Every Thursday, we publish Bull Session, a roundup of the political odds and ends of the week, penning them all into one overstuffed corral.
With the winds of impeachment no longer in his sails, Ted Cruz’s podcast, once riding high atop the charts, now languishes around 165th place, behind Michael Moore and the official podcast of The Bachelor. As we suggested last time, Cruz needs a polarizing political issue and he needs it fast—and this week, he just may have found it. Surprising everyone, the Texas senator boldly came out as pro-choice, announcing that he’s adamantly opposed to an Alabama bill that would impose government regulation of reproductive rights, which Cruz firmly believes is wrong.
The bill, introduced by Alabama state representative Rolanda Hollis, requires mandatory vasectomies for men over fifty or any male who’s already fathered three children, requiring that they pay for the procedure out of their own pocket. It was never intended to actually pass, but rather to serve as a rejoinder to the state’s recent near-total ban on abortion. “It always takes two to tango,” Hollis said of her proposal, which she says aims to “neutralize” the fact that there are no similar restrictions on men. Still, the legislation found a worthy opponent in Cruz, who believes that it is not the government’s job to tell people what to do with their own bodies.
Yikes. A government big enough to give you everything is big enough to take everything…literally! Alabama Democrat proposes bill mandating all men have vasectomy at age 50 or after third child. https://t.co/PeaNUg1Joc
— Ted Cruz (@tedcruz) February 16, 2020
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Of course, a lot of people were quick to point out the apparent hypocrisy, contrasting this with Cruz’s rather vociferous stance against abortion. (Or, as former debate champion Ted Cruz put it, “Lefties triggering over this tweet.”) Cruz—who was not mad, but actually laughing—responded by unfurling a long thread accusing liberals of supporting the “Malthusian nonsense” of overpopulation, forced sterilization (as referenced in the 1927 Supreme Court case Buck v. Bell), and even communist China’s “one child” policy. No one should be subject to government-enforced sterilizations, Cruz successfully argued, about a very real proposal that we were all seriously debating. He concluded by clarifying that, because abortions are harmful to another person’s body, it’s naturally incumbent on the government to regulate a different body to prevent them, just as long as that body doesn’t have a penis. Granted, Cruz could have just deleted his tweet early on, but credit his unwavering convictions with ensuring it would live a long and miserable life.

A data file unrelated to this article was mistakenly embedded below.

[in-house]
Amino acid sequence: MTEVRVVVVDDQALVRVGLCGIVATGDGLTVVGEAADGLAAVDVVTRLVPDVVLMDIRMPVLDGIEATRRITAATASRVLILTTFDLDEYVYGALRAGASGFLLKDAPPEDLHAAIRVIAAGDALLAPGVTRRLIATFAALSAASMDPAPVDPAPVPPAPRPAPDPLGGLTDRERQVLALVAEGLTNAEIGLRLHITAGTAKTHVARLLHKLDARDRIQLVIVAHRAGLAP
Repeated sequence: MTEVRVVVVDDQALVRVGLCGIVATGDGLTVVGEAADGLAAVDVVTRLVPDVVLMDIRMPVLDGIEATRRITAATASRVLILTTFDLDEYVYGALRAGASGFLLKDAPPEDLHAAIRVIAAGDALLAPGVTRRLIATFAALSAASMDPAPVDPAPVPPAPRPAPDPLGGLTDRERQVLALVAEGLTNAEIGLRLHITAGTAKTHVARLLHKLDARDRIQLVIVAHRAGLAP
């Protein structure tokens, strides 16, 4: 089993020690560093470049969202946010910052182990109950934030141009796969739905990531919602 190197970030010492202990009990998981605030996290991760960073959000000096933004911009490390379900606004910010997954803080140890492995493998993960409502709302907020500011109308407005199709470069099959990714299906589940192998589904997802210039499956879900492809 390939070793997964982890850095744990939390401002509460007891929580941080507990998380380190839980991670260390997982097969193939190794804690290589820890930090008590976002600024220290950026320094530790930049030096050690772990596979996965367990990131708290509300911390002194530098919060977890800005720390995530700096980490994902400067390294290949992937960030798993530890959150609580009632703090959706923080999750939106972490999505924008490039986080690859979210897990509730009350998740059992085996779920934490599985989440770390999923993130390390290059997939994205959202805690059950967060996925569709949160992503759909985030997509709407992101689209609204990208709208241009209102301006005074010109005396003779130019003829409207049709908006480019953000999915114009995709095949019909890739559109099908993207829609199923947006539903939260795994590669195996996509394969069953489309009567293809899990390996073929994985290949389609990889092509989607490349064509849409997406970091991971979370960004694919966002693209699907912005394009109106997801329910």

The Rick Perry Prophecy Is Complete
After all, what hubristic folly it is for man to assume they know God’s will! Take Rick Perry, for instance. As he recently told a crowd at the Dallas County Republican Party’s Reagan Day Dinner, way back in 2011 a “Christian prophet” told him she’d had a vision of Texas’s then-governor, taking a photo with his grandson in the Oval Office. And although Perry was without a grandson at the time, and generally familiar with his own capabilities, he still took this to mean it was his destiny to become president. Alas, that destiny was denied him several times over in a series of failed White House bids and a couple of granddaughters. But at last, Perry said, his faith was rewarded.
Yes, Perry eventually lost—rather badly!—to Donald Trump, a man who once jabbed that Perry should have to take an IQ test before being allowed into the debates. Perry also abandoned his principled stance that Trump was a “toxic mix of demagoguery, mean-spiritedness, and nonsense” in order to work for him, a tenure that ended with his imbroglio in the impeachment scandal. Still, as Perry explained to his rapt audience, he did finally get a grandson. And last year, Perry took that grandson into the Oval Office, snapping a quick photo with the openly abusive guy he’d pledged his total subservience to—just as the prophecy predicted. So you see, God has a plan for us all, and it is primarily for his own amusement.
Dan Patrick Calls the Paw Patrol